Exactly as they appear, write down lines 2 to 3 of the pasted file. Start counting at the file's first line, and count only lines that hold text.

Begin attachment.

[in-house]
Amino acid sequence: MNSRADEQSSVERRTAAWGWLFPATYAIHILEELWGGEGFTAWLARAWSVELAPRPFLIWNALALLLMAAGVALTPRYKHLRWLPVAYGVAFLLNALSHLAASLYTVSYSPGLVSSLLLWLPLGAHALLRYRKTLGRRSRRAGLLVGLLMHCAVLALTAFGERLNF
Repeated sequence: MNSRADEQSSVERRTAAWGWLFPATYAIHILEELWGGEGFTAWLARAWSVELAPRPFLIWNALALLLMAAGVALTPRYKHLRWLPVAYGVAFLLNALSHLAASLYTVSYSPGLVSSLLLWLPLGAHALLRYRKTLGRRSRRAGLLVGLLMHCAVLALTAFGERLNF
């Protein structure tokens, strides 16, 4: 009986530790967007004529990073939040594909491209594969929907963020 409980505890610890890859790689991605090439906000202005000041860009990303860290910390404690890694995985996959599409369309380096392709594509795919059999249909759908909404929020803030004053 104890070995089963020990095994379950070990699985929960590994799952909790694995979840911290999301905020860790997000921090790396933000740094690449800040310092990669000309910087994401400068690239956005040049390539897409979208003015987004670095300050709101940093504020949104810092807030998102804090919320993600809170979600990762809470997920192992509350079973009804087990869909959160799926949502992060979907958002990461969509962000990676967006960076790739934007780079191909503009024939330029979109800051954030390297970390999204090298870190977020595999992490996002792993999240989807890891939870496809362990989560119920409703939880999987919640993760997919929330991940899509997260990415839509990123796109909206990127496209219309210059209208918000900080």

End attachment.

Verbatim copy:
Amino acid sequence: MNSRADEQSSVERRTAAWGWLFPATYAIHILEELWGGEGFTAWLARAWSVELAPRPFLIWNALALLLMAAGVALTPRYKHLRWLPVAYGVAFLLNALSHLAASLYTVSYSPGLVSSLLLWLPLGAHALLRYRKTLGRRSRRAGLLVGLLMHCAVLALTAFGERLNF
Repeated sequence: MNSRADEQSSVERRTAAWGWLFPATYAIHILEELWGGEGFTAWLARAWSVELAPRPFLIWNALALLLMAAGVALTPRYKHLRWLPVAYGVAFLLNALSHLAASLYTVSYSPGLVSSLLLWLPLGAHALLRYRKTLGRRSRRAGLLVGLLMHCAVLALTAFGERLNF